1963—Nalidixic acid is approved by Food and Drug Administration for treatment of urinary tract infections.
1980s—Modifications made to nalidixic acid, resulting in fluoroquinolone antimicrobial drugs such as Tequin.
December 1999—Bristol-Myers receives fast track for FDA approval of Tequin (minus premarket testing to determine possible side effects). The drug would generate about $150 million in sales for each of the next six years.
2002—Information added to Tequin’s label about risks of high and low blood sugar.
2002—Pharmacists fill 3 million prescriptions for Tequin.
2005—400 complaints about blood sugar changes, 159 hospitalizations and 20 deaths attributed to use of Tequin since it went on market.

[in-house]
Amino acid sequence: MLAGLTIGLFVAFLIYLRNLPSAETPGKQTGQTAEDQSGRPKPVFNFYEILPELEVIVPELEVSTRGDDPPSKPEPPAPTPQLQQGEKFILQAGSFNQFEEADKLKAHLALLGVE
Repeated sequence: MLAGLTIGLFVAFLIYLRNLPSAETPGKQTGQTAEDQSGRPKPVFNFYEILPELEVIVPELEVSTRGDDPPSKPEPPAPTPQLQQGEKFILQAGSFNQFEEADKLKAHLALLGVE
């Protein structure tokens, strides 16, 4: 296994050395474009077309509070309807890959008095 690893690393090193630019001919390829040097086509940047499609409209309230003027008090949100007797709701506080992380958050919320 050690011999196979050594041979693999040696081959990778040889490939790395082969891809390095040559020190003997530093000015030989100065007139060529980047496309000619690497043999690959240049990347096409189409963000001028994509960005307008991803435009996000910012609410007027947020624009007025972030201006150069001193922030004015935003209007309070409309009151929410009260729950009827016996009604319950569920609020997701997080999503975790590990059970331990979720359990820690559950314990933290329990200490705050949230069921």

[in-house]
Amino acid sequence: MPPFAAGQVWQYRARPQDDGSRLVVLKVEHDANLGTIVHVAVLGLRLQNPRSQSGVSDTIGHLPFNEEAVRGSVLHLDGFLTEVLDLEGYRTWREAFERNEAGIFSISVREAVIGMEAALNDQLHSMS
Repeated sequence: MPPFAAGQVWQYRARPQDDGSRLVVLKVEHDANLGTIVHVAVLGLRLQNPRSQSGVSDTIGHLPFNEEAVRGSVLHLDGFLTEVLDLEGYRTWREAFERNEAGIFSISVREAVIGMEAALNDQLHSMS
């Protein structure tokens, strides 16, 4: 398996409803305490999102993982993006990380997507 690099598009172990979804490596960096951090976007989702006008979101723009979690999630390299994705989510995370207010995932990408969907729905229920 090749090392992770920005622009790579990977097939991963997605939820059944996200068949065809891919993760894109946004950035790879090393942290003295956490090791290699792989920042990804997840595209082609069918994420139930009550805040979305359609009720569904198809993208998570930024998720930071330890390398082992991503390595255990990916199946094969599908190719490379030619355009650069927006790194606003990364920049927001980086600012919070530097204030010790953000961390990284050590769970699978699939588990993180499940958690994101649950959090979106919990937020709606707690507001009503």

February 15, 2006—FDA urges Bristol-Myers Squibb to revise its labeling of Tequin due to dangerous health risks, still stopping short of a complete recall.
March 2006—The New England Journal of Medicine publishes article about heightened dangers for elderly patients taking Tequin.
May 1, 2006—Bristol-Myers Squibb announces it will no longer make and sell Tequin.
May 2, 2006—Consumer watchdog group Public Citizen petitions FDA to ban Tequin.
May 9, 2006—$200,000 class action lawsuit filed in Canada, alleging Bristol-Myers Squibb did not properly inform patients of risks of Tequin.